Friday, September 25, 2020
US flag

Americans want professionalism, not tenure

Americans want higher professional requirements for teachers and believe teacher pay is too low, but a slight majority said they don’t like tenure, according to a new poll from PDK International and Gallup, which surveyed the public’s attitude toward public schools.

PDK International/Gallup Poll 2015: On teacher tenure (Voxitatis graphic)

The opinion varies by political party affiliation, inasmuch as it could be determined, as well as by the race or ethnicity of the individual. In general, Blacks support tenure more than Whites or Hispanics, and Republicans oppose it more than Democrats.

The poll was a nationally representative web survey of 3,499 Americans ages 18 and older with Internet access and an additional telephone survey of 1,001 Americans ages 18 and older, conducted in May.

In addition, about 73 percent of Americans said teachers should be required to pass board certifications in addition to earning a degree, a requirement that would be similar to the requirements to practice medicine or law. But 11 percent of the people, about 1 in 9, said they didn’t know if this should be required of teachers in our schools.

In the article “Licensure and Worker Quality: A Comparison of Alternative Routes to Teaching” in The Journal of Law and Economics, Tim R Sass of Georgia State University compares the characteristics and performance of Florida teachers who graduate from traditional university-based teacher preparation programs with those who enter teaching from alternative pathways where a bachelor’s degree in education isn’t required. In general, alternatively certified teachers have stronger SAT scores, come from more competitive colleges and are more likely to pass teacher certification exams on the first try.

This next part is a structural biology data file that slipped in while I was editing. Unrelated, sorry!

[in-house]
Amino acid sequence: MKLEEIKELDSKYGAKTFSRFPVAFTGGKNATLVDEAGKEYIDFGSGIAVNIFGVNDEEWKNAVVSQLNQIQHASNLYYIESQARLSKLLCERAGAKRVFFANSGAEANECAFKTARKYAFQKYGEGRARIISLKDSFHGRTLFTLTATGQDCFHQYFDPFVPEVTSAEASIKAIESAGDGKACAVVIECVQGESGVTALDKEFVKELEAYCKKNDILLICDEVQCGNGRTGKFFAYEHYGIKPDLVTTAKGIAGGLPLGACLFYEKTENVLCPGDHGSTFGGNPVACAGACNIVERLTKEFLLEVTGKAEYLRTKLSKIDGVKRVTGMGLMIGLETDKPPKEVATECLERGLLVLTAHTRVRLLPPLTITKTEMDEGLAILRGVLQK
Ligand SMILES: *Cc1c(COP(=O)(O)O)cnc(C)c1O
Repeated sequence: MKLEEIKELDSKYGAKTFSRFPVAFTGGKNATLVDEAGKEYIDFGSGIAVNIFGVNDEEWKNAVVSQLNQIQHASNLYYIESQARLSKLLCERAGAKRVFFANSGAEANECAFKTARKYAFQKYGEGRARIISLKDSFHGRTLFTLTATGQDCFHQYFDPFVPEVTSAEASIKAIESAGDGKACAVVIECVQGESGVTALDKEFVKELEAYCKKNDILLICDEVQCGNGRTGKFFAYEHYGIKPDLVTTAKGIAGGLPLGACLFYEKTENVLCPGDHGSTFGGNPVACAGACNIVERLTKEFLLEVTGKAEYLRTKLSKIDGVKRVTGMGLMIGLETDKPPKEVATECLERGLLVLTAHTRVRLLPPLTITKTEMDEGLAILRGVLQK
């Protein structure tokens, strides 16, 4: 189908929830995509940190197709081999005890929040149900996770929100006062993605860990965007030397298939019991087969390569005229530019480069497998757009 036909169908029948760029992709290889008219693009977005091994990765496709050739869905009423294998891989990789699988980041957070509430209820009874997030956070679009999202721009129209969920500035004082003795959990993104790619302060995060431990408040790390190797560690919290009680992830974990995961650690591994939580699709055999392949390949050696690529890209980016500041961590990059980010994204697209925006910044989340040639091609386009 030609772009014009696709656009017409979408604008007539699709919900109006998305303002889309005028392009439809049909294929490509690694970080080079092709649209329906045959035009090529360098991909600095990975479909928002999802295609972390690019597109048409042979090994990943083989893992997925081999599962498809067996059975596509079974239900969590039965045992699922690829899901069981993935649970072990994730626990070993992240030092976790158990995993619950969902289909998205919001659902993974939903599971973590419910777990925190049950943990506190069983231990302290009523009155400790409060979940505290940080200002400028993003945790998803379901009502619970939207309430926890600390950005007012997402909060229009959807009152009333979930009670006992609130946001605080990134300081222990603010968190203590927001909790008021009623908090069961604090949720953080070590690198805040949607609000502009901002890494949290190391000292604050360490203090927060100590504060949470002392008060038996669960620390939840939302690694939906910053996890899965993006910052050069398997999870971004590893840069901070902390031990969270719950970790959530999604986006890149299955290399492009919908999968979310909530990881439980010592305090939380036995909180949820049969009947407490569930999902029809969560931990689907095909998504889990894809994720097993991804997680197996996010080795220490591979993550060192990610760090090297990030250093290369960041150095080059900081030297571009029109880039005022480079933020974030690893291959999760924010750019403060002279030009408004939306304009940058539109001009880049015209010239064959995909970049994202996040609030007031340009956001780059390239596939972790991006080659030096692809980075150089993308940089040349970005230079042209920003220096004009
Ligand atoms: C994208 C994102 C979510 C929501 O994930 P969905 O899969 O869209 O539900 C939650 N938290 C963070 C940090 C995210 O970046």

Paul Katula is the executive editor of the Voxitatis Research Foundation, which publishes this blog. For more information, see the About page.

Recent posts

New youth forum talks virtual learning in Md.

Virtual learning thoughts from a Md. HS: It can work and keeps kids safe, but it ends up being harder (you can't just ask a teacher if you don't understand).

IL brings 1000s back to school for SAT exam

Many IL seniors went back to their school buildings today to make up the SAT exam, which they missed last spring as juniors due to the pandemic.

How citizens prefer to fund environmental action

Growing demand for countries to combat climate change, less consensus on how to fund it. New study offers insight from the US, UK, Germany, France.

Student news roundup, Illinois, Sept. 21

The death of The Notorious RBG, foreign exchange student from France, live streaming plays, BLM, and (of course) remote learning.

Fewer kindergartners, more college drop-outs

The nation has experienced an increase in college drop-outs, esp. among low-income families, and an explainable decrease in kindergarten enrollment.

Tim Kaine talks to Fairfax Co. seniors

In Virginia, protesters intimidated citizens at an early voting center in Fairfax Co. Sen. Tim Kaine talks about voting to students.

Obituary: Justice Ruth Bader Ginsburg

The death of Supreme Court Justice Ruth Bader Ginsburg is certain to bring a political battle between the president, the Senate, and Democrats.

Students help in wake of Gulf Coast storms

Hurricane victims in the South got some much needed help from students at one Louisiana school. Laura and Sally have been very destructive.

Scientific American endorses a candidate

It's rare that a science journal would endorse a presidential candidate, but it has happened, due mainly to Pres. Trump's rejection of science.

Student news roundup, Maryland, Sept. 16

The pandemic reveals much more about us than our unpreparedness for virtual learning; Md. students look at healthcare and choices about schooling.

Smoke from Calif. paints the East Coast sun

The sunrise this morning in Baltimore and Chicago was cooled by smoke from the Calif. wildfires, which created a thick haze aloft.